The hypocrisy now stinks to high heaven. One can’t resist, almost despite oneself, a wry smile at how bin Salman played them all like a fiddle, using the Western media to consolidate his position and then, just hours after the Khashoggi killing, saying that he no longer cares about his image in the west. In the unlikely event that Thomas L. Friedman is invited back to Riyadh for a cosy midnight chat over mint tea, bin Salman would be entirely justified in greeting him by asking: ‘Who’s ya daddy?’
Trump at least appears to understand all of this. Thankfully he has resisted pressure to push for bin Salman’s ouster. Khashoggi’s murder was abominable, but nothing that out of the ordinary in the Arab world. Egyptian President Abdel Fattah Al Sisi came to power by massacring as many as a thousand peaceful Muslim Brotherhood demonstrators, and to the accompaniment of just a few critical op-eds, Trump then invited him to the White House. Again, we are being told that Khashoggi’s life was worth more than those of one thousand Egyptian men, women and children.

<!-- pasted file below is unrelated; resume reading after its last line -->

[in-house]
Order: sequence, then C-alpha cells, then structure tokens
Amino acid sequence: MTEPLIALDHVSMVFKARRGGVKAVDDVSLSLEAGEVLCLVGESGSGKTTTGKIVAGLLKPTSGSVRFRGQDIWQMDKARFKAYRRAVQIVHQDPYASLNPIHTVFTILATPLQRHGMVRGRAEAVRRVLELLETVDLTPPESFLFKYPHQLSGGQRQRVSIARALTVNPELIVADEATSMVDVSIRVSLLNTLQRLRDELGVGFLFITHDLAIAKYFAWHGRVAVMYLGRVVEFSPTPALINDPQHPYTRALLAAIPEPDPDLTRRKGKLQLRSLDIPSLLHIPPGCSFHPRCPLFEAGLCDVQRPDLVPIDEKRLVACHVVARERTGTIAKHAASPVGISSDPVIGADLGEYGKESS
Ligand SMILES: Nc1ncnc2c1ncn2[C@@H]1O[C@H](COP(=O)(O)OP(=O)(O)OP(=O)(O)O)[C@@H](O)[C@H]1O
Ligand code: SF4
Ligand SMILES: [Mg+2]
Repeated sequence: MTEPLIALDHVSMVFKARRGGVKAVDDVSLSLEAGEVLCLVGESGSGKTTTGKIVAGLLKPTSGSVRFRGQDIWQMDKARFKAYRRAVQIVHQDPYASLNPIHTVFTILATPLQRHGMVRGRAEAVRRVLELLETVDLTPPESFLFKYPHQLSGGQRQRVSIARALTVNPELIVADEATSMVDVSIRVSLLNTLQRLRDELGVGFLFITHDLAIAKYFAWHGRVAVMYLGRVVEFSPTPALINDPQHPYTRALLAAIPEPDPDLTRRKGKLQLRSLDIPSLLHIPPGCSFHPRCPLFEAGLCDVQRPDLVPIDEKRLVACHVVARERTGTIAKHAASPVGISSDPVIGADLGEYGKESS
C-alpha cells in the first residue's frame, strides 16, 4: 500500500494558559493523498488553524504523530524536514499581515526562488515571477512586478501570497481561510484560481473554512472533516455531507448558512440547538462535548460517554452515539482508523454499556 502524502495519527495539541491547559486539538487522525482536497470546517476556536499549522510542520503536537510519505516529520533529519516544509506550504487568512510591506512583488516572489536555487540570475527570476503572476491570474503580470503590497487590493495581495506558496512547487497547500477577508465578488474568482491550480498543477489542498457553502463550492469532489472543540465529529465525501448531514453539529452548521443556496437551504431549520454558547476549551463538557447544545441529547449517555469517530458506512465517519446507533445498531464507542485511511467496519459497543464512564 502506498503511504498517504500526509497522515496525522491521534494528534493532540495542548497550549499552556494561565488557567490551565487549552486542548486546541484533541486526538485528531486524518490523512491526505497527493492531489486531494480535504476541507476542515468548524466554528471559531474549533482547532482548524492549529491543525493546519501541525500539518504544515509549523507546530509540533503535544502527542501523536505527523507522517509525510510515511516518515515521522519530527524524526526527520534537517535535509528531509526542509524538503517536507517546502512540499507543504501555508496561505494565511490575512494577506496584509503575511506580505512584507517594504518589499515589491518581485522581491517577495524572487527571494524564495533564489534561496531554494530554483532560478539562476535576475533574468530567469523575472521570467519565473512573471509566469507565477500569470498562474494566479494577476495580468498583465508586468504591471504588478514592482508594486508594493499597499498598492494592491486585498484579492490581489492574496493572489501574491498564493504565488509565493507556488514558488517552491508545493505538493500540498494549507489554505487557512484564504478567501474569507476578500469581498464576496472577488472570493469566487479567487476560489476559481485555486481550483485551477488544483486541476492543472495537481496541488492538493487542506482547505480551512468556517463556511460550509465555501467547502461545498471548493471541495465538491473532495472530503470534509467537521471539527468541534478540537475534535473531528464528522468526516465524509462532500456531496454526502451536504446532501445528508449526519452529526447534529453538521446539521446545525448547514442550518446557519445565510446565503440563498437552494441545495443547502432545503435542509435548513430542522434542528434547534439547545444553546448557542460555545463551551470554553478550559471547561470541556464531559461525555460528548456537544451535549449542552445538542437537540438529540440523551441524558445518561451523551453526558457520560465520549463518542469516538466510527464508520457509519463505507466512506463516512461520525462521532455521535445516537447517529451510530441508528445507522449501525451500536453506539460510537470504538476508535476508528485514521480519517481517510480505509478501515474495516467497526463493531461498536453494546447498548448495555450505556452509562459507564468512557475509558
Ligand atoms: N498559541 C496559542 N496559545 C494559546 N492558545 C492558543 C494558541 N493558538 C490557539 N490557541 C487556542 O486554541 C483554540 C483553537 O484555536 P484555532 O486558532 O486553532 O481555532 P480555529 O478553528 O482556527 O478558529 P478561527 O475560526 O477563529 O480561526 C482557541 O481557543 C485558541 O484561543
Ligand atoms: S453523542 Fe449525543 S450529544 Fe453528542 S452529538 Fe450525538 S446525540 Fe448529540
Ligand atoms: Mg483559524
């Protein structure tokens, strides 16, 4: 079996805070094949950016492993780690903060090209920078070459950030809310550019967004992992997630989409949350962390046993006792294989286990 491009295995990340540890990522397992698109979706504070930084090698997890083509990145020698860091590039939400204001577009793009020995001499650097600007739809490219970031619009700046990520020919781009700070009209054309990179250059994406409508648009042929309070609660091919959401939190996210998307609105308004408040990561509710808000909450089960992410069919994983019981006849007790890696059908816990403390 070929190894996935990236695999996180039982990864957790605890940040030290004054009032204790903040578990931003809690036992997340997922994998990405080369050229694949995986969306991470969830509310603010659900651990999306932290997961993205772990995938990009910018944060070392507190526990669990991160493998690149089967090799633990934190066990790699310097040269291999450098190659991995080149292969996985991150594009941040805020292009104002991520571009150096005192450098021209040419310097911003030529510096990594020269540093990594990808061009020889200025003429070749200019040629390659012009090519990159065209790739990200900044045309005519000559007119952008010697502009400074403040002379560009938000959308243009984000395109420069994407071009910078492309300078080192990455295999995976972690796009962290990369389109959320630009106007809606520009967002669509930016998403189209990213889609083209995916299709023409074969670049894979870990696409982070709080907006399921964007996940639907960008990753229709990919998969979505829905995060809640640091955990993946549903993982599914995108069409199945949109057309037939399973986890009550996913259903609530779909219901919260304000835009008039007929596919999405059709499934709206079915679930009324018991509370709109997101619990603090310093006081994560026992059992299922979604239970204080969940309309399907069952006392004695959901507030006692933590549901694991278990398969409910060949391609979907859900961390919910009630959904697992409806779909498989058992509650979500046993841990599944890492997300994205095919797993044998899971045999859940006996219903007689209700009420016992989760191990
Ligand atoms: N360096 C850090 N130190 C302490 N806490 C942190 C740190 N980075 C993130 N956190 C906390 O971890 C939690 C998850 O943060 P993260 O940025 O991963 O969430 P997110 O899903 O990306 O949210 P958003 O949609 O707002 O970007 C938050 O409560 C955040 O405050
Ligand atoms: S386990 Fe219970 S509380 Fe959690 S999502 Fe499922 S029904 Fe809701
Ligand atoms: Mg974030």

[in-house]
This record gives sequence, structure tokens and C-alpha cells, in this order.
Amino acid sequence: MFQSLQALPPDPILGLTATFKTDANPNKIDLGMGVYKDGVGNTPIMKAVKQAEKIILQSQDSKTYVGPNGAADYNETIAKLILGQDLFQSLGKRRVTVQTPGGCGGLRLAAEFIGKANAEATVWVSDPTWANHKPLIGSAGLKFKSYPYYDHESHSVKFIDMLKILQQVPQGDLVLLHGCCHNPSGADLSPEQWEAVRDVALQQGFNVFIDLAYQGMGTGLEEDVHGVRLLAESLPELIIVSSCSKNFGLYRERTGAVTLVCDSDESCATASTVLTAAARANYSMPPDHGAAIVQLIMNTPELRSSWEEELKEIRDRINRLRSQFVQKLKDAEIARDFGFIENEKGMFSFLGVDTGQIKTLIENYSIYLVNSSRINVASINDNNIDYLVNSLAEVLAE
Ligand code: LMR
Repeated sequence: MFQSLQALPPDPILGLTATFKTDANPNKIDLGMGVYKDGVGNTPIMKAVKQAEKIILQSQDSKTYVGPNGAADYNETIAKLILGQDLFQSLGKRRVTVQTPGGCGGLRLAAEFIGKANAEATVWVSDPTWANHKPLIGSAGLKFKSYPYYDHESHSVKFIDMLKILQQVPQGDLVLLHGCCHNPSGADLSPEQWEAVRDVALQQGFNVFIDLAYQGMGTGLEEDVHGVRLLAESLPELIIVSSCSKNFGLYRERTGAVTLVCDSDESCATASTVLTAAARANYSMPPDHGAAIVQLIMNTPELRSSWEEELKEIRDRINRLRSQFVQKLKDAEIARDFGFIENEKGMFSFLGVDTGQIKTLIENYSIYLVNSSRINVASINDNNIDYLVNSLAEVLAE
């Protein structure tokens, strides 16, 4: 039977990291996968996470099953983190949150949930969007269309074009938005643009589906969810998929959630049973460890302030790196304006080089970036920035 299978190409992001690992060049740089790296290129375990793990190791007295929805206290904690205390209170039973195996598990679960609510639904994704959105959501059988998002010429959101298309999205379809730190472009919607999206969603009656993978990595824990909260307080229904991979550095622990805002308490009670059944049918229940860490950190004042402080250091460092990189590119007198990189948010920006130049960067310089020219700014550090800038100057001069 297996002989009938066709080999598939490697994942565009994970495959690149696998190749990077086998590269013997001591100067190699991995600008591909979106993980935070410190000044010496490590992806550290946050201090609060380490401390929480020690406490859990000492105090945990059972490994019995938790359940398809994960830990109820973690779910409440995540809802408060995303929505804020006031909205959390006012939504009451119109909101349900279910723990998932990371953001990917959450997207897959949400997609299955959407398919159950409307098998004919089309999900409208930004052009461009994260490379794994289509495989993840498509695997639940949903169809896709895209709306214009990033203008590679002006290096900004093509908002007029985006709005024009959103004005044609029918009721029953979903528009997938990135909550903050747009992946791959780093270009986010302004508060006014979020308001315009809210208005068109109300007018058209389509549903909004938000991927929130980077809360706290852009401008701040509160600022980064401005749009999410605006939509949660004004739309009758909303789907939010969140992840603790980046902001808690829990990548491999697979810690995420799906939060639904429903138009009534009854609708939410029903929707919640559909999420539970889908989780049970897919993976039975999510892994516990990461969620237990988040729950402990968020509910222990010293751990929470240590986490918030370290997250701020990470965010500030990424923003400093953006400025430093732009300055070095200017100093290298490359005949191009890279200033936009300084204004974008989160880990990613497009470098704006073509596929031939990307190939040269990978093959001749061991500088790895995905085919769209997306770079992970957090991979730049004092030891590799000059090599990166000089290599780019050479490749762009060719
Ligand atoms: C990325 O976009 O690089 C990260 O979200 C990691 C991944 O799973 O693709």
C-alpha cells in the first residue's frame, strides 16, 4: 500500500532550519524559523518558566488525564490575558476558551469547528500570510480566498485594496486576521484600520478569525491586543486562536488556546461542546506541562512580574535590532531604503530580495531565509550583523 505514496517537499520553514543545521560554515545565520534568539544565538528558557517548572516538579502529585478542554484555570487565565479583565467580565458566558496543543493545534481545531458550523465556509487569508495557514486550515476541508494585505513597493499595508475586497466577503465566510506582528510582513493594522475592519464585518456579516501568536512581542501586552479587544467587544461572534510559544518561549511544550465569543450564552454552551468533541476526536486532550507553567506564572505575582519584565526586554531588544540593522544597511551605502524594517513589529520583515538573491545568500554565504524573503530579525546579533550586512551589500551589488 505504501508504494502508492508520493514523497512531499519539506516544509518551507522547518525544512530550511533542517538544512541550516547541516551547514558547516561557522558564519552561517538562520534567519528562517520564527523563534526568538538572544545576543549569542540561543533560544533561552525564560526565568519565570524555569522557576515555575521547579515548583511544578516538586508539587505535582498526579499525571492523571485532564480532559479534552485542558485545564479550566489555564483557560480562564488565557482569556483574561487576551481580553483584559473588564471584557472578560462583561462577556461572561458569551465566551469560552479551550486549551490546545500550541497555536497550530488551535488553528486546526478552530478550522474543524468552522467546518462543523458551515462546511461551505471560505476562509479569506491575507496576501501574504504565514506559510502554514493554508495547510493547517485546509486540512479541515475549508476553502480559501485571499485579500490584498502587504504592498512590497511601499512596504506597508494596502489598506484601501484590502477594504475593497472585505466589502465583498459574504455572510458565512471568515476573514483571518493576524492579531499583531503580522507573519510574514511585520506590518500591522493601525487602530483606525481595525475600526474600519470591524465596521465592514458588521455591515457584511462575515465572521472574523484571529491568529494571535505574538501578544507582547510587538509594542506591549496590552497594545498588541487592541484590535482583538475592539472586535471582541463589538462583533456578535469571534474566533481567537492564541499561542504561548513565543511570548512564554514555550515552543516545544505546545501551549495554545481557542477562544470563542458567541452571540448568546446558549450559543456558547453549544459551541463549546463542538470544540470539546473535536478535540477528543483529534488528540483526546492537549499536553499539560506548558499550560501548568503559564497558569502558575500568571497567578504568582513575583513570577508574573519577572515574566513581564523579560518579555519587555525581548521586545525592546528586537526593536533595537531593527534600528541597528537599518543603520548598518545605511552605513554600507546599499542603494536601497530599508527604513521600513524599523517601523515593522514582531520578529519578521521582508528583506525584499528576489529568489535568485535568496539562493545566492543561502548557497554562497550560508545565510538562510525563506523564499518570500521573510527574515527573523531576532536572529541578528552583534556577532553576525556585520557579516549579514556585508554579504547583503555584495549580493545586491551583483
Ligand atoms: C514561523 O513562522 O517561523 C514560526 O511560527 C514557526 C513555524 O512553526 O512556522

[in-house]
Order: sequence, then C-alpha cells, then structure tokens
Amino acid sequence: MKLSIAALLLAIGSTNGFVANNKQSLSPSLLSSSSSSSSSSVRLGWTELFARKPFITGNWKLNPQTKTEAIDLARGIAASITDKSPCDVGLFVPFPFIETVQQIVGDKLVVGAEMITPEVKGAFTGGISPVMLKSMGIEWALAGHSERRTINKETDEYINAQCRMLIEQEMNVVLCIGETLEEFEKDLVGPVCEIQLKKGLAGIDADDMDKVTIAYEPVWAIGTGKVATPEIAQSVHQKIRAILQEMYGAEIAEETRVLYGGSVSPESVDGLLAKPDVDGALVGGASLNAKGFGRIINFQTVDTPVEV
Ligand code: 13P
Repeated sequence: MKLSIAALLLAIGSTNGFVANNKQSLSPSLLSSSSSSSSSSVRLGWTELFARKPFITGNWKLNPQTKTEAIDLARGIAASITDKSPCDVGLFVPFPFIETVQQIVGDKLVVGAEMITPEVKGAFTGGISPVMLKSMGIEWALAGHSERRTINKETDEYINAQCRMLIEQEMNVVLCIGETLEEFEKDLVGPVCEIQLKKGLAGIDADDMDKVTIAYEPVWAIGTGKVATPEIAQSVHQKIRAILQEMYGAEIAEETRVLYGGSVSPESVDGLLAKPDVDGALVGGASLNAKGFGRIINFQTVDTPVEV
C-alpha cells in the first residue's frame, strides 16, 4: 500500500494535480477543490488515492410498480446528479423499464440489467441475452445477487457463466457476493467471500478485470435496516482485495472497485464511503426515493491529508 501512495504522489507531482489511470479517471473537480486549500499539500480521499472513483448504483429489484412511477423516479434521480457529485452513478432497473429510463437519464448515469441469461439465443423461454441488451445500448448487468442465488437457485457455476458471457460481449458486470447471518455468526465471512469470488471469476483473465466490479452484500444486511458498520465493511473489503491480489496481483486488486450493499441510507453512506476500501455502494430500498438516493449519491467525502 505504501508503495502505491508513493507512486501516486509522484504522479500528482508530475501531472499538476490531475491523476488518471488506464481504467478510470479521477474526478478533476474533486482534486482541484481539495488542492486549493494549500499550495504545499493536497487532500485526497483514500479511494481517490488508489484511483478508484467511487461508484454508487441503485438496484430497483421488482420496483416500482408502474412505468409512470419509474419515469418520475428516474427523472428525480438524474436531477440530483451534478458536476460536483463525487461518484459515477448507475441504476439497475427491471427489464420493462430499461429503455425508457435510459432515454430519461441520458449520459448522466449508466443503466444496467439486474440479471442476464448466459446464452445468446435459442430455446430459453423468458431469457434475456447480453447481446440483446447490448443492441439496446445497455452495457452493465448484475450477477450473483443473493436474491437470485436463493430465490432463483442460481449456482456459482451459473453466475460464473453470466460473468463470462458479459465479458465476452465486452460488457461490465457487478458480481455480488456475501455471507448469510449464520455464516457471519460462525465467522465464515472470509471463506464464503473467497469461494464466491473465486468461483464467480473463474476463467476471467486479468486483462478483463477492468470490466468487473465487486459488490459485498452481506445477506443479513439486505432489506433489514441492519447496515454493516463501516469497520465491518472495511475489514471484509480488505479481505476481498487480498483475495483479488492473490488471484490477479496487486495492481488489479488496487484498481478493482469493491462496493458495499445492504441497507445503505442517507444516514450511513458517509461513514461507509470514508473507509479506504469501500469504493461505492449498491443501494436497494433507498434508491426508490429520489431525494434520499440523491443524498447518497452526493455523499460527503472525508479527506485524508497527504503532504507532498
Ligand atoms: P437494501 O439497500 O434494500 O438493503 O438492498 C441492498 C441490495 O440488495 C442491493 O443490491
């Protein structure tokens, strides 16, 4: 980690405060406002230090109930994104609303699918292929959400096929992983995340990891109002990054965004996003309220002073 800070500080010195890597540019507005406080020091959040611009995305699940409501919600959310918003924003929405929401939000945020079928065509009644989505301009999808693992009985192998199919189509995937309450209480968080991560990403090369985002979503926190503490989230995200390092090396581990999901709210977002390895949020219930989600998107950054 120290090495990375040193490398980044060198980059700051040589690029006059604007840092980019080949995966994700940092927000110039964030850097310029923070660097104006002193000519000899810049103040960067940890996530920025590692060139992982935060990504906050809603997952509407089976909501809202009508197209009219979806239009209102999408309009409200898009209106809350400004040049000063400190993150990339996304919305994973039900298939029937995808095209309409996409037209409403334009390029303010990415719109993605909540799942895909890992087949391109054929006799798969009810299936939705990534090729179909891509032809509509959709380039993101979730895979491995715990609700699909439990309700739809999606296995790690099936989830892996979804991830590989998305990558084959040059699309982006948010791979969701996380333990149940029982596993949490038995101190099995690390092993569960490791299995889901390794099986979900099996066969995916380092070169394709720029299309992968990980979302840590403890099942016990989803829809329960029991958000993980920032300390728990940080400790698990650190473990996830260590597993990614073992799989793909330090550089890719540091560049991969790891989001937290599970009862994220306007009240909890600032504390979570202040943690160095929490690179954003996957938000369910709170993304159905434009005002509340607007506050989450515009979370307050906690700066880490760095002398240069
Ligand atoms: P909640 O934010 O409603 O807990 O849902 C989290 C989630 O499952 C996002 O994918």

More to the point: the idea that there is a democratic alternative to a brutal dictator as Saudi Arabia transitions from Wahhabi backwater to modern nation state is a fantasy. It is entertained only by self-promoting exiled Saudi dissidents, who tell the media what they want to hear, and racist western liberal commentators who bafflingly cannot conceive that people who live in different cultures with unique traditions and their own religions might not have any loftier ambition than to be just like us. But if there was one thing I learned when independently traveling the length and breadth of Saudi Arabia for three years, it is that you can count the number of Saudis who yearn for a pluralistic, secular-style western democracy on the fingers of one hand. At the same time, most have no wish, either, to live in a Muslim Brotherhood-dominated Islamic theocracy envisaged by the likes of Khashoggi. Bin Salman is instead steering the kingdom on the path between these two cliff edges. If I were an ordinary Saudi fearful that my country could become another Libya or Syria – or that power will return to the dithering old fools whose sole achievement was to oversee the squandering of the kingdom’s potential decade after decade – I would be banking on bin Salman’s longevity, and grateful that Trump had not thrown him to the wolves. Now is the time for western businesses to take their cue from Trump by ignoring calls for a boycott and invest in Saudi Arabia’s future, just as they do in Egypt, China and countless other countries where regime excesses are routinely ignored. Anything else would be little more than sentimental virtue-signaling. The Saudi people deserve our support.